On July 1-4, 2017, Catholic dioceses and organizations reflecting the diversity of the Catholic Church in the United States will convene for a Convocation of Catholic Leaders in Orlando, FL. Approximately 3,000 people representing over 155 dioceses and numerous church organizations will meet to discuss methods and ideas for making Pope Francis’ vision of a “missionary option” for Church ministries and activities a reality in the United States. This unprecedented event is being called and organized by the US bishops, signifying the importance of such an event as a necessary step for Catholics in the Church today to live as missionary disciples filled with the “Joy of the Gospel.” While those who are attending the Convocation are already Church leaders, they look to the guidance of the bishops in order to help them tackle their particular pastoral challenges and foster opportunities for growth.
The Catholic Apostolate Center has been invited by the United States Conference of Catholic Bishops (USCCB) to collaborate on the planning of the Convocation, as well as to attend as a sponsor and exhibitor in order to share our ministry and promote our work of fostering evangelization. Center Director, Fr. Frank Donio, S.A.C. will be speaking at the Convocation to help guide and foster dialogue among the participants. The Center is also collaborating with the USCCB to develop and distribute the Participant Guidebook and Journal and collaborate with them on pre-Convocation webinars. One webinar provides the theological basis of the Convocation. Another webinar discusses the practical layout and methodology of the event.
The mission of the Catholic Apostolate Center is to revive faith, rekindle charity, and form apostles through the lens of Pallottine spirituality. Our patron, St. Vincent Pallotti, believed that all the members of the Church are called to collaborate in spreading the Gospel. “The Catholic Apostolate, that is, the universal apostolate, which is common to all classes of people, consists in doing all that one must and can do for the great glory of God and for one’s own salvation and that of one’s neighbor,” St. Vincent Pallotti said. The Catholic Apostolate Center further hopes to help dioceses, organizations, and ministries better collaborate with each other and find ways to share the resources we have as a Church.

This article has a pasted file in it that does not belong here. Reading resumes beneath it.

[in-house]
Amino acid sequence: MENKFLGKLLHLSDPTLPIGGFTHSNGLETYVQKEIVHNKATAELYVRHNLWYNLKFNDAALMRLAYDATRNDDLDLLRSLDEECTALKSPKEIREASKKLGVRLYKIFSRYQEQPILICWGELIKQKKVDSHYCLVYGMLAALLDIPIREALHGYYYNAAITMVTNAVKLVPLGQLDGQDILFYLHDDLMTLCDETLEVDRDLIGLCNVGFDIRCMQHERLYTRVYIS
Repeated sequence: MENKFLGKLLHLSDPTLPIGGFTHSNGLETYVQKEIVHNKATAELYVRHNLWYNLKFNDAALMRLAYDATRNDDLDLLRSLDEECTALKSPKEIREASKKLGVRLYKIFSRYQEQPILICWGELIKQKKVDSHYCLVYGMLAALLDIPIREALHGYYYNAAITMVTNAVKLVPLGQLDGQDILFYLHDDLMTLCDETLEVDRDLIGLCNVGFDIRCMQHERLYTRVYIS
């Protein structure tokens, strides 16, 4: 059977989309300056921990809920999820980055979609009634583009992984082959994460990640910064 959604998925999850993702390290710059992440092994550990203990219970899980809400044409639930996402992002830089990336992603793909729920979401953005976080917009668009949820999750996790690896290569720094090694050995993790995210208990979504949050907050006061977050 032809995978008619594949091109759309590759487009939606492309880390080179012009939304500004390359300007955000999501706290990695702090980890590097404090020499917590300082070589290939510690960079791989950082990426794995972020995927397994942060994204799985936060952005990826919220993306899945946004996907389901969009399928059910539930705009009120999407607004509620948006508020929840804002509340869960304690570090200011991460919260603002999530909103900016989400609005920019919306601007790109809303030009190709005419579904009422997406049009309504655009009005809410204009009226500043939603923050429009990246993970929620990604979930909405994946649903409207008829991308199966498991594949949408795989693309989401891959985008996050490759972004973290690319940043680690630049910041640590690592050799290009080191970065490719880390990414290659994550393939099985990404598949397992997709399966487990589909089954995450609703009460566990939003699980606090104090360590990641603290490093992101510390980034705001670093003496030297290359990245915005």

The Convocation of Catholic Leaders will be a monumental event for the Church in the United States which we hope will bear much fruit. For those attending, I invite you to read, reflect, and pray for the openness of the Holy Spirit in guiding your participation during the Convocation. We also invite attendees to visit our exhibit to learn more about our resources and work. At the Catholic Apostolate Center, we are always interested in collaborating and working together to form apostles for our Church. For those that will not be able to attend, please pray for the participants and organizers of the Convocation, that they may be open to the Holy Spirit to guide their efforts. May he help us become missionary disciples, or as our Patron St. Vincent Pallotti would say, apostles, in the United States.
To learn more about the Convocation for Catholic Leaders, please visit the USCCB website by clicking here. For additional information and resources, we invite you to visit our website by clicking here.
Sometimes it is not one or the other, but rather both/ and. I have been thinking and praying about this a lot over the last two weeks. I live on Capitol Hill in Washington D.C. and have witnessed some of the largest marches and demonstrations that I have seen in the last twenty years. I’ve also been reading a lot of signs that the marchers and protesters carried. If you looked only at the signs, you would think we live in a world defined by competing principles and all of us are being called to take sides and battle it out until one side goes down in defeat. This serves no one well.Some of our most volatile issues of the day are not a battle of competing goods, but rather a battle that accepts no middle ground. We often lack the humility to recognize we might actually be talking about complementary principles and goods. For example, take the question of immigration. Most people would agree that a country has a right to secure its borders and most people agree that we have an enormous problem at present where many people’s homelands have become unlivable. Most people would agree that people have a right to seek justice and peace, in a safe community. It seems the discussion we should be having is how we manage to control our borders and respond to the need for safe passage to safer communities for millions of refugees who are displaced from their homelands. Who is having that conversation? Well, the Catholic Church, for one!